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Will My Vehicle Protect Me In A Crash?

February 11, 2015

In the late 1950’s Ford Motor Company introduced the Lifeguard options package. This optional package provided the Ford owner with seat belts and a dished steering wheel. Seat belts were a novelty at the time. The dished steering wheel was Ford’s method of stopping the then common occurrence of drivers in a crash becoming impaled on their own steering column! It is amazing to think how far vehicle safety has come in the last 55 years.

However, today’s vehicles are still far from perfect. All car makers today are concerned with their vehicles’ crashworthiness. Crashworthiness is the science of preventing or minimizing serious injuries or death following an accident through the use of vehicle safety systems. There are five crashworthiness principles:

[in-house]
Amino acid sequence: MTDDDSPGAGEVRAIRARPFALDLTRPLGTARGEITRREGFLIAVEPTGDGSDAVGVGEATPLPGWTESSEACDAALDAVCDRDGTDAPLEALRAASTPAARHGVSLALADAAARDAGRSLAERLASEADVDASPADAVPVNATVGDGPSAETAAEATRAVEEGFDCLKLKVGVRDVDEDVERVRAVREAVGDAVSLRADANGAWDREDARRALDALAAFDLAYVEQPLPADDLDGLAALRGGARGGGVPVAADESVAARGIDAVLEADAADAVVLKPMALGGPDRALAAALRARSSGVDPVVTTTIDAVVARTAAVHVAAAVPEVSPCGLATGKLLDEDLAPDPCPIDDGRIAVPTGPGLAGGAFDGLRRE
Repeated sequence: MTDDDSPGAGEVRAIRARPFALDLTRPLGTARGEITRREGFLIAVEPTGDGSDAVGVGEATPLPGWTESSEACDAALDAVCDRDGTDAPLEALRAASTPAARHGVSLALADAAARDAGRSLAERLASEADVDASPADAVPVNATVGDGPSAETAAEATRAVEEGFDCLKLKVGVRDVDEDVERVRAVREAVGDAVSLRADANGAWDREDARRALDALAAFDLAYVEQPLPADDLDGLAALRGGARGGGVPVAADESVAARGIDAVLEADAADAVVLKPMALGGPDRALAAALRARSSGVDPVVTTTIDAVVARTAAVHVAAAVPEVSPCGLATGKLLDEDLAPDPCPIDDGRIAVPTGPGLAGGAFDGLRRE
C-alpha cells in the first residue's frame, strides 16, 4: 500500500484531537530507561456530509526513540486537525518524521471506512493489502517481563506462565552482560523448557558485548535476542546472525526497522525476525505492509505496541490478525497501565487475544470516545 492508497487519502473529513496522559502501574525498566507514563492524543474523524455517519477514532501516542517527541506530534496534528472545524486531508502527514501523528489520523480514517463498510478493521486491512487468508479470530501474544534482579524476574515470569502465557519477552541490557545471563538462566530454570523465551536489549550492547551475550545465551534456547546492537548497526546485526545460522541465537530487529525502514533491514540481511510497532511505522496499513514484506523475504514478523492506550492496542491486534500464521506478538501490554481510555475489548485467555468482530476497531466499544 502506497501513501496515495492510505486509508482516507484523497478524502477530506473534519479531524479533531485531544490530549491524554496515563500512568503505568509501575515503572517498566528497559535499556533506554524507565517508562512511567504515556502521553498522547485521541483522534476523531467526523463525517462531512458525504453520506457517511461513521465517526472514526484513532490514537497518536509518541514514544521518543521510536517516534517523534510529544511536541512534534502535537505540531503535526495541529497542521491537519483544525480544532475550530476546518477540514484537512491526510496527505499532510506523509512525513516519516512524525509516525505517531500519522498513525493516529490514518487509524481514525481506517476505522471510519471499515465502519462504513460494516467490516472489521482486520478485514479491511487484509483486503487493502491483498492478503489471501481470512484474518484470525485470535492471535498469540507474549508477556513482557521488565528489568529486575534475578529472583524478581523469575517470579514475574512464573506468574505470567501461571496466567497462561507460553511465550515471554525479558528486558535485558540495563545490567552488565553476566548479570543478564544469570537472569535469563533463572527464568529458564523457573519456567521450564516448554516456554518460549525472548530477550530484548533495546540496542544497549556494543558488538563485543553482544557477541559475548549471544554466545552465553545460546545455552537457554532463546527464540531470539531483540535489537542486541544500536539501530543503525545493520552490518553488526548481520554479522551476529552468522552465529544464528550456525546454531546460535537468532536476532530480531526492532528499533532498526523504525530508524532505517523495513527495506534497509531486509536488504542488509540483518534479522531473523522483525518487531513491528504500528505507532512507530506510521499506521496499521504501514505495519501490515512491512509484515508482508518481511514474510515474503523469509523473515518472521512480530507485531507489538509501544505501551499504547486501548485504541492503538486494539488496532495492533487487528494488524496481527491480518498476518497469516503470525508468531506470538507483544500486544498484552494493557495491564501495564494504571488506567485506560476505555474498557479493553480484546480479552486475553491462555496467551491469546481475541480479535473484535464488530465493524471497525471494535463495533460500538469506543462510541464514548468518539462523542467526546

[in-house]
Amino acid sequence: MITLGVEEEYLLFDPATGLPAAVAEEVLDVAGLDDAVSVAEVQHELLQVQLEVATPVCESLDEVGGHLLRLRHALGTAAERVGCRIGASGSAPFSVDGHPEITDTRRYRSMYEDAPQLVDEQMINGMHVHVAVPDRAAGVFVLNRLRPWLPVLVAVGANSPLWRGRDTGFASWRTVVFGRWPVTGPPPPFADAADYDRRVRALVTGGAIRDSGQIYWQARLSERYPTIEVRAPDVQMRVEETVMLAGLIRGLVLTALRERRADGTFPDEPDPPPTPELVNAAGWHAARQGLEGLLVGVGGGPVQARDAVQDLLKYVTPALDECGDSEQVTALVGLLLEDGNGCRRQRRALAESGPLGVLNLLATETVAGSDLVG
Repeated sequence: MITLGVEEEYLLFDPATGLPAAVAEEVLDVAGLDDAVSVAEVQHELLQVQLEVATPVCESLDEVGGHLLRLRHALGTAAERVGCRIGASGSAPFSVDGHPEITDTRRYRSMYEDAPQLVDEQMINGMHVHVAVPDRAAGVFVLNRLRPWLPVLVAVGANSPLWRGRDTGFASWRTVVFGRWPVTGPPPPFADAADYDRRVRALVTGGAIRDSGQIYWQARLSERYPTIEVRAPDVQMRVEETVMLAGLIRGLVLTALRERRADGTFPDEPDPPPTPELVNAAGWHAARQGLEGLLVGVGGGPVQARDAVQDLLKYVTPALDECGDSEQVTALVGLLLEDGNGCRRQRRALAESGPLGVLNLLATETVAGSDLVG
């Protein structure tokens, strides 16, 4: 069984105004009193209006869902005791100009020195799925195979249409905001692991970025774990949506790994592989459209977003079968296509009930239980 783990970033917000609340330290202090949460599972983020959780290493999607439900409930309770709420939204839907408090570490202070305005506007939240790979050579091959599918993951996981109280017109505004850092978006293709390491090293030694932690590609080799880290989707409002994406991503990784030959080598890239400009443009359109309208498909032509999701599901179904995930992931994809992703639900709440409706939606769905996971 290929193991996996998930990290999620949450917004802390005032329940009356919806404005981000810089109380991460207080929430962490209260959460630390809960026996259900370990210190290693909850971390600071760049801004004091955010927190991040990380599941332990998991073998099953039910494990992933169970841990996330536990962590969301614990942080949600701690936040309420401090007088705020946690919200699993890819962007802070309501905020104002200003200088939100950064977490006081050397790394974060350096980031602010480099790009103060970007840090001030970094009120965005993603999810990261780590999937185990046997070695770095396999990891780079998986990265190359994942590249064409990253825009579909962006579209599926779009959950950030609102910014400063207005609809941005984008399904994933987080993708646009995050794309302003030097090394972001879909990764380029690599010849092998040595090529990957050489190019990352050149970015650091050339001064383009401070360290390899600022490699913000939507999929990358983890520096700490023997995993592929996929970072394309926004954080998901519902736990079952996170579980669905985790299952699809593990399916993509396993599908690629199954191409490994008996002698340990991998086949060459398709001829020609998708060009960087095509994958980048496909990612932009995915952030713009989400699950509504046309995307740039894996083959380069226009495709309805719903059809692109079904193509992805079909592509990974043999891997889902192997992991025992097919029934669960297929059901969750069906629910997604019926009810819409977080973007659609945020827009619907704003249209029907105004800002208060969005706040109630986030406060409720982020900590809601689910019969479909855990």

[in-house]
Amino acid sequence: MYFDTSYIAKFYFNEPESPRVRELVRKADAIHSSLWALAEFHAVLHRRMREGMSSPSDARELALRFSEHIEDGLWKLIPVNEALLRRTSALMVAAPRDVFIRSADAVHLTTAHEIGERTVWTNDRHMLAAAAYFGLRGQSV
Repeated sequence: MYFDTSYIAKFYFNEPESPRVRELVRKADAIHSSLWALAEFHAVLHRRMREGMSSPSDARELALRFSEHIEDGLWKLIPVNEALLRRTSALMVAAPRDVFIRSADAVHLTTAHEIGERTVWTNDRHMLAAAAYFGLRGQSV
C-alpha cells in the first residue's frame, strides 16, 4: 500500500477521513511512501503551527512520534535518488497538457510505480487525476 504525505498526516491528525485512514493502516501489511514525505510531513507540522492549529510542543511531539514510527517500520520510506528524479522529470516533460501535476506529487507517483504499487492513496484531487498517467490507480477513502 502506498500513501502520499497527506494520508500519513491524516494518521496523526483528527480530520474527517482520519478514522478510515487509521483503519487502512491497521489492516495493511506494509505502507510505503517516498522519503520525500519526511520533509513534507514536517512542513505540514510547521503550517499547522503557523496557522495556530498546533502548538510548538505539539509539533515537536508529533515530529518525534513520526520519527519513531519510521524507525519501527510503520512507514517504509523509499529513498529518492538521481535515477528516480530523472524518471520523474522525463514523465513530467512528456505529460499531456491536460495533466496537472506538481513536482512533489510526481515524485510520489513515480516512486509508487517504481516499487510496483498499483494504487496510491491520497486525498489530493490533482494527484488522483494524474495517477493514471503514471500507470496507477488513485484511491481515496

1. Maintain survival space

2. Provide proper restraint throughout an accident

3. Prevent ejection of any body part

4. Distribute and channel energy properly

5. Prevent post-crash fires

One crashworthiness issue that often arises is roof crush damage in a rollover accident. When a vehicle rolls over, if the roof structure is weak and inadequate, the roof will crush downwards and reduce the survival space. Serious injuries and death often result from these types of crashes. The technology has existed since at least the 1930’s to build car roofs that are capable of surviving multiple roll-overs with no crush damage. However, since 1970, U.S. deaths and catastrophic injuries due to roof crush and rollover have increased each year. These two facts beg the question of why these tragedies are still occurring.

If a lawsuit is to be made relating to a defect in vehicle design, the car must be preserved immediately after the accident. Therefore, if you or someone you know has suffered an injury relating to roof crush damage, it is important to consult with an experienced personal injury lawyer as soon as possible.

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